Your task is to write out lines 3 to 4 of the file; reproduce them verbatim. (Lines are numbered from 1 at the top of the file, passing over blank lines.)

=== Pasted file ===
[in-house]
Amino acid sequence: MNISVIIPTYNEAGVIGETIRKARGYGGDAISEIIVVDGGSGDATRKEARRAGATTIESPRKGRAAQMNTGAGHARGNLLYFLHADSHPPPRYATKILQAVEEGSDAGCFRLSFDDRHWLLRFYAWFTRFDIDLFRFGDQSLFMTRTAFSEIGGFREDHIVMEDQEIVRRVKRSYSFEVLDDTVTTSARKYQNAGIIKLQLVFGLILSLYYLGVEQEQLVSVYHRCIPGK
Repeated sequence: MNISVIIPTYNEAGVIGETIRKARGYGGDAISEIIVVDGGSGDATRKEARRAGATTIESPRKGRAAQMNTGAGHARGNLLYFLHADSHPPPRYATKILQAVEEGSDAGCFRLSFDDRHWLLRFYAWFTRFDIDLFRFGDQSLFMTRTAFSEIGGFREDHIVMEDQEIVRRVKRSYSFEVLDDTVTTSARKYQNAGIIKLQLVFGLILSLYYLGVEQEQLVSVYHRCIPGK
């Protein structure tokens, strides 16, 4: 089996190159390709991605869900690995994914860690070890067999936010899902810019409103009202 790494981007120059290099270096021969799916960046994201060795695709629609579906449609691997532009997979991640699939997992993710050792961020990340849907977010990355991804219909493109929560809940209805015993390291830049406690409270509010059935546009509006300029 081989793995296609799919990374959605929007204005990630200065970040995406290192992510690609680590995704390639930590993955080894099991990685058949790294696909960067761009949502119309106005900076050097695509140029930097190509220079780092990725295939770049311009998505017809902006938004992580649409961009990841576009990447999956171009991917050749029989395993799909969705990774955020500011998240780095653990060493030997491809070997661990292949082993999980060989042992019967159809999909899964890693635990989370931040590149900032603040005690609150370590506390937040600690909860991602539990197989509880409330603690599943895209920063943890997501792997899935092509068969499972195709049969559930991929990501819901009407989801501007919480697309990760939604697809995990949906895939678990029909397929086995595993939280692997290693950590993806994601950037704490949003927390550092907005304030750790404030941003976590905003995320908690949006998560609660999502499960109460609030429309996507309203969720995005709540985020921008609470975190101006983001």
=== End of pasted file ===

Repeated sequence: MNISVIIPTYNEAGVIGETIRKARGYGGDAISEIIVVDGGSGDATRKEARRAGATTIESPRKGRAAQMNTGAGHARGNLLYFLHADSHPPPRYATKILQAVEEGSDAGCFRLSFDDRHWLLRFYAWFTRFDIDLFRFGDQSLFMTRTAFSEIGGFREDHIVMEDQEIVRRVKRSYSFEVLDDTVTTSARKYQNAGIIKLQLVFGLILSLYYLGVEQEQLVSVYHRCIPGK
């Protein structure tokens, strides 16, 4: 089996190159390709991605869900690995994914860690070890067999936010899902810019409103009202 790494981007120059290099270096021969799916960046994201060795695709629609579906449609691997532009997979991640699939997992993710050792961020990340849907977010990355991804219909493109929560809940209805015993390291830049406690409270509010059935546009509006300029 081989793995296609799919990374959605929007204005990630200065970040995406290192992510690609680590995704390639930590993955080894099991990685058949790294696909960067761009949502119309106005900076050097695509140029930097190509220079780092990725295939770049311009998505017809902006938004992580649409961009990841576009990447999956171009991917050749029989395993799909969705990774955020500011998240780095653990060493030997491809070997661990292949082993999980060989042992019967159809999909899964890693635990989370931040590149900032603040005690609150370590506390937040600690909860991602539990197989509880409330603690599943895209920063943890997501792997899935092509068969499972195709049969559930991929990501819901009407989801501007919480697309990760939604697809995990949906895939678990029909397929086995595993939280692997290693950590993806994601950037704490949003927390550092907005304030750790404030941003976590905003995320908690949006998560609660999502499960109460609030429309996507309203969720995005709540985020921008609470975190101006983001």